Here's what Amanda has to say about that:
This is a complete disaster. For reasons I can't quite understand, Jenny McCarthy is dedicated to fighting medical science on multiple fronts on the theory that she, as a celebrity who has given birth, understands way more about disease and biology than mere doctors and scientists, with their facts and their evidence.
Amanda noticed an awful lot of magical thinking about food on McCarthy's blog, but what she (rightly) focuses on is the irresponsibility of giving an anti-vaccination activist such a powerful public voice. (With her two mega-selling books, McCarthy has already given her idea that vaccines caused her son's autism way more of a public hearing than it should have).
Anti-vaccination ideas have become more and more widely accepted in America, with the result that vaccine-preventable diseases have started to reappear in some communities.
(Thank you to Bev of Asperger Square 8 for this image, and for the one at the top of the page).
While I'm pretty sure I haven't yet teased out all the different cultural and political strands making up the anti-vaccination (or anti-science in general) snarl, I do have a few starting points. I think part of it has to do with the way most human minds work.
People don't deal with randomness well. One of the things our brains do really, really well is detecting patterns, so it's not surprising that we've learned to play to this strength and see patterns everywhere. The other thing we do really well is express very specific ideas about --- as Steven Pinker says in his book The Language Instinct --- "who did what to whom". Because we've developed language, we can put events in order and indicate cause and effect. I think these built-in biases make us a lot likelier to see 1:1 cause-and-effect relationships, even where none really exist.
Another inherent bias we seem to have is what Daniel Dennett calls an "agent detector." When most people perceive motion, they evaluate whether that motion is likelier to come from a living or nonliving source. Dennett hypothesizes that, throughout much of our evolutionary history, it was advantageous for humans to be able to deduce, without needing to see the beast itself, when there might be a dangerous animal (or hostile group of humans!) in the vicinity. Accordingly, we're wired to err on the side of caution, and impute unexplained sounds, movement etc. to unseen living beings.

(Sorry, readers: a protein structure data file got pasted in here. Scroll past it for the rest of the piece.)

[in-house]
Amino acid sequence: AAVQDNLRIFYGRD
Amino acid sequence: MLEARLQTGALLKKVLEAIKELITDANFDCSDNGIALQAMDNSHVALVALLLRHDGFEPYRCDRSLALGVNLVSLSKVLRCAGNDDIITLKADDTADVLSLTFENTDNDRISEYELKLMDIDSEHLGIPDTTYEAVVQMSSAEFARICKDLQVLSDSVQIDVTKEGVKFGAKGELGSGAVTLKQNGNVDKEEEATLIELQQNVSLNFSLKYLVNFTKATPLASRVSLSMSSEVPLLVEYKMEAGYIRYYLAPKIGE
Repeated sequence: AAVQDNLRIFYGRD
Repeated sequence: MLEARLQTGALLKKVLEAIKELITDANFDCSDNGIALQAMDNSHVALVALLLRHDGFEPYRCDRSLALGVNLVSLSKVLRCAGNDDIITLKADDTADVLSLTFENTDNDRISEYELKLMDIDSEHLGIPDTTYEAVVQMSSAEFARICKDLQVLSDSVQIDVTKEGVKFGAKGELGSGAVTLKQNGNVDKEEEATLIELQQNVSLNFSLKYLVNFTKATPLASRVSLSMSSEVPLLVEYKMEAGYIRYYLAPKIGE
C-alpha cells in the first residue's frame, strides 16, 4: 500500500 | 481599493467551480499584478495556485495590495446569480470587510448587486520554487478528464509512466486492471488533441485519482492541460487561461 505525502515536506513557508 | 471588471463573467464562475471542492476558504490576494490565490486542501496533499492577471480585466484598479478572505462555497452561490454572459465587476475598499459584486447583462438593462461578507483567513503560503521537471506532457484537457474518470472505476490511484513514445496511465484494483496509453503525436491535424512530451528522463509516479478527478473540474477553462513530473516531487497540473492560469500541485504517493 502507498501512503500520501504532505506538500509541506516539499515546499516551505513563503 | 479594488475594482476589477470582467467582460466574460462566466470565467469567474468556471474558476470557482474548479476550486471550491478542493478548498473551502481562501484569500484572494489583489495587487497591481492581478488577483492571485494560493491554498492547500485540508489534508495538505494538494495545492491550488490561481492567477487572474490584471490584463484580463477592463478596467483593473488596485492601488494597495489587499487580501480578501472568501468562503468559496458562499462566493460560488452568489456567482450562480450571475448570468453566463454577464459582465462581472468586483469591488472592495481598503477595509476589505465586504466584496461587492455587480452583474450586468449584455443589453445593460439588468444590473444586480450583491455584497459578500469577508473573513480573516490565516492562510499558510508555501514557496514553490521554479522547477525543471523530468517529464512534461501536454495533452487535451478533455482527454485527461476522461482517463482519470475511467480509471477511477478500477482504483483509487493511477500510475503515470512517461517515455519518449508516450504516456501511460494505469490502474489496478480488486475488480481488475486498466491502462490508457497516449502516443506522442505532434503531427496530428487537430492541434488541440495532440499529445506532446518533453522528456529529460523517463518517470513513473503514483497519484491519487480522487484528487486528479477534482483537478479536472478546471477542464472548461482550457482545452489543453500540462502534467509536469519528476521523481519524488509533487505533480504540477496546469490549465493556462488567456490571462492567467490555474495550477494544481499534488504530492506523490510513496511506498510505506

What does that mean for Jenny McCarthy? Well, I think it's making the impersonal, luck-of-the-draw genetic explanation for autism ring false to her --- she wants something more concrete, something she can fight against. It's probably easier for her to visualize evil little mercury atoms glomming onto her little boy's brain cells than it is to visualize his DNA simply encoding proteins that work together to build a slightly different nervous system than hers. Plus, with the evil-little-mercury-atoms option, she can conceive of her son's autism being a separate entity from her son, which she cannot do if her son simply developed differently.
It also gives her an illusion of control --- if Evan (her son) was born with different genes that led his embryonic nervous system to develop differently, there's nothing she can do to change that. If, however, she can simply rid his body of the thing she's convinced is in there, making him different --- well, she will! No power in the 'verse will stop her.
(That's another interesting fallacy of the autism-is-mercury-poisoning brigade: if they're right, the "damage" is irreversible. Mercury kills brain cells, and brain cells don't regenerate. You chelate someone who's been mercury poisoned to stop the cell-death process: you're cutting your losses, not restoring what's already gone).
Anyway, the "illusion of control" thing is very much up Oprah's alley, considering her past endorsement of The Secret, which told millions of gullible readers that all they need do is concentrate really hard on what they want from life, and "the universe" (ooh, hey, another vaguely anthropomorphic entity!) will reward them with it.
I've listed the individual psychological and cognitive factors that I think contribute to the surprising prevalence of magical thinking in a technocratic society above, and while I certainly think there's also a slew of societal, cultural and historical factors involved, I don't want to list them all here.
(NB: I don't recommend reading very many of the comments at Pandagon; while the commenters there are generally intelligent, reasonable and scientifically literate --- as opposed to commenters at most major news websites! --- they almost all share the anti-vax crowd's assumption that autism is a terrible, horrible thing that ought to be eliminated as soon as possible. And reading comment after comment to that effect can be pretty demoralizing).